Prosecutors in the Ghislaine Maxwell underage sex-trafficking trial say that the British socialite's role within Jeffrey Epstein's empire was to "normalize sexual abuse" of vulnerable young girls who were lured into the convicted pedophile's orbit.
"She was a grown woman who preyed on kids, Assistant US Attorney Alison Moe said during closing closing statements. "She manipulated her victims and she groomed them for sexual abuse. She caused deep and lasting harm to young girls. It is time to hold her accountable."
Maxwell has been charged with grooming underage girls for sexual abuse by Epstein and his associates. If convicted, she faces up to 40 years in prison, according to Bloomberg.
Moe concluded the prosecution’s closing argument after speaking for more than two hours on Monday morning. The defense is expected to spend around two-and-a-half hours on its summation, followed by a 35-minute government rebuttal. Jurors could begin deliberating later on Monday.
The trial, originally slated to last six weeks, is coming to an end much sooner than anticipated. Last week, the defense rested after presenting nine witnesses over two days. Maxwell chose not to testify in her defense. Jurors heard from 23 witnesses for the prosecution, including four accusers who said they were subject to abuse, over the course of the prior two weeks. -Bloomberg
According to Maxwell's attorneys, US prosecutors are scapegoating her for Epstein's crimes after the wealthy pedophile died in prison while awaiting charges in 2019. Moe, however, described Maxwell and Epstein as "partners in crime" who had been together for more than a decade.
"When you’re with someone for 11 years, you know what they like," said Moe, "and Epstein liked underage girls. He liked to touch underage girls, and Maxwell knew it."
Moe said that Maxwell was "crucial to the entire scheme," adding "Epstein could not have done this alone" because a single, middle-aged man trying to recruit young girls into his home would have been "creepy" - yet accompanied by a "posh, sophisticated age-appropriate woman" caused many of Epstein's victims to lower their defenses to lure "into a trap."
Moe referenced anonymous accuser "Jane," who said she was 14 when Maxwell began inviting her to Epstein's palm beach mansion to give him massages.
"Maxwell was there acting like all of this was normal," said Moe, adding "She was doing that, trying to normalize sexual abuse."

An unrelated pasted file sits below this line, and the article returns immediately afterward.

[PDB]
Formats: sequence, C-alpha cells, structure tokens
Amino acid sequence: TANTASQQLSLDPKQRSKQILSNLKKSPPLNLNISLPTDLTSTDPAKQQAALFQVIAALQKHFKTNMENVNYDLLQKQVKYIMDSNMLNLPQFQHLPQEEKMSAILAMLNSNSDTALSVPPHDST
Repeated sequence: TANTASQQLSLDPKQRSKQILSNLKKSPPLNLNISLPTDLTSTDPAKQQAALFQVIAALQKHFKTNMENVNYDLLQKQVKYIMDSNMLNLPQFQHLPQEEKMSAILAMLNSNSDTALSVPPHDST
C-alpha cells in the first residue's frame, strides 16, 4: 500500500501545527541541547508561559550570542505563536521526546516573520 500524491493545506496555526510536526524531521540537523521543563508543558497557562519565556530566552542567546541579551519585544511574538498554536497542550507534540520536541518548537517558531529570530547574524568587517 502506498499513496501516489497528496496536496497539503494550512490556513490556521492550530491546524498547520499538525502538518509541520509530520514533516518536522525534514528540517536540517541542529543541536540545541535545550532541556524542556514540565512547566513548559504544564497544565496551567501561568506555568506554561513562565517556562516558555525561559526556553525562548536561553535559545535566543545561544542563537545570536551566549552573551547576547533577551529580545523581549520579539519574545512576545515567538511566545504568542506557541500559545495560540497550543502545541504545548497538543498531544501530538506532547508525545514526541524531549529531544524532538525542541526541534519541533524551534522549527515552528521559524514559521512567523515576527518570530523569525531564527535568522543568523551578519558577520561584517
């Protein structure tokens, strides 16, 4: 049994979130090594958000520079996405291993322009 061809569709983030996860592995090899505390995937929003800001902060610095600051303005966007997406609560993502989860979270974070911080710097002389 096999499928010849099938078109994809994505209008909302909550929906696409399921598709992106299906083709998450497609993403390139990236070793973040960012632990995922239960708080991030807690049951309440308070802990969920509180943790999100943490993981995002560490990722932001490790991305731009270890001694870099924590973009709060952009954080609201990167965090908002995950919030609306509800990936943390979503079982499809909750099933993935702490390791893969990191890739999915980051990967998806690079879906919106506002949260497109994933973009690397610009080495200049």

Accuser 'Carolyn' testified that Maxwell asked another girl to "show her what to do" before sexual encounters in Epstein's massage room. According to Moe, Carolyn's testimony proves that Maxwell was well aware of what was going on.
"This is not a place for therapeutic massages," said Moe, referring to Epstein's massage room. "It is a place where Maxwell and Epstein’s victims were sexually abused."
Moe said Maxwell was particularly “dangerous” because of how she targeted victims with difficult home lives. Jane testified that she met Maxwell and Epstein at a summer camp for the arts not long after her father died. Carolyn had described growing up with an inattentive, alcoholic mother.
“She targeted a girl whose father had just died,” the prosecutor said. “She targeted a girl who’s mother was an alcoholic. Maxwell was a sophisticated predator who knew what she was doing.”
The prosecutor also highlighted Maxwell’s possible financial motive for procuring girls for Epstein. One of Epstein’s private pilots had testified how Maxwell’s financial situation seemed to improve dramatically after she “downsized” apartments following her father’s 1991 death. A JPMorgan Chase & Co. banker testified about more than $30 million Epstein transferred to Maxwell. -Bloomberg
"At this point, you’ve got to ask yourself what was Maxwell doing for Epstein worth more than $30 million?" Moe said to the jurors. "Common sense tells you you don’t give someone $30 million unless they’re giving you exactly what you want. And what Epstein wanted was to touch underage girls."